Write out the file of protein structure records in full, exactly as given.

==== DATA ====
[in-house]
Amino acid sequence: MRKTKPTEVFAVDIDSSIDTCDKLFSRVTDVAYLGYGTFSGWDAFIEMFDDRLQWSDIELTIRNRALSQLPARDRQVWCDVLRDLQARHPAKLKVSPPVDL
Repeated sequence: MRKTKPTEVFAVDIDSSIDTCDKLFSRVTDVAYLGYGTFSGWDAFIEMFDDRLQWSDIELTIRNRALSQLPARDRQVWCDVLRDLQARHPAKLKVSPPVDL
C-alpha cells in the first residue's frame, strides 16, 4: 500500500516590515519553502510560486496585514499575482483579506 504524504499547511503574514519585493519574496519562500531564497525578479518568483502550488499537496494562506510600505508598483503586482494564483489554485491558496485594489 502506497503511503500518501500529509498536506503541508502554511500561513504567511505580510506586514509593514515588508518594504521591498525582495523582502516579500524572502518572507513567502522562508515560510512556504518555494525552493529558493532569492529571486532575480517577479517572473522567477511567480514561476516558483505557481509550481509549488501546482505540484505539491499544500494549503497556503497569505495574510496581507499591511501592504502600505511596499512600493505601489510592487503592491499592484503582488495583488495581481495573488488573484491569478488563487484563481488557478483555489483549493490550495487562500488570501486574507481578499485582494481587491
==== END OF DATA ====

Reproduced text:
[in-house]
Amino acid sequence: MRKTKPTEVFAVDIDSSIDTCDKLFSRVTDVAYLGYGTFSGWDAFIEMFDDRLQWSDIELTIRNRALSQLPARDRQVWCDVLRDLQARHPAKLKVSPPVDL
Repeated sequence: MRKTKPTEVFAVDIDSSIDTCDKLFSRVTDVAYLGYGTFSGWDAFIEMFDDRLQWSDIELTIRNRALSQLPARDRQVWCDVLRDLQARHPAKLKVSPPVDL
C-alpha cells in the first residue's frame, strides 16, 4: 500500500516590515519553502510560486496585514499575482483579506 504524504499547511503574514519585493519574496519562500531564497525578479518568483502550488499537496494562506510600505508598483503586482494564483489554485491558496485594489 502506497503511503500518501500529509498536506503541508502554511500561513504567511505580510506586514509593514515588508518594504521591498525582495523582502516579500524572502518572507513567502522562508515560510512556504518555494525552493529558493532569492529571486532575480517577479517572473522567477511567480514561476516558483505557481509550481509549488501546482505540484505539491499544500494549503497556503497569505495574510496581507499591511501592504502600505511596499512600493505601489510592487503592491499592484503582488495583488495581481495573488488573484491569478488563487484563481488557478483555489483549493490550495487562500488570501486574507481578499485582494481587491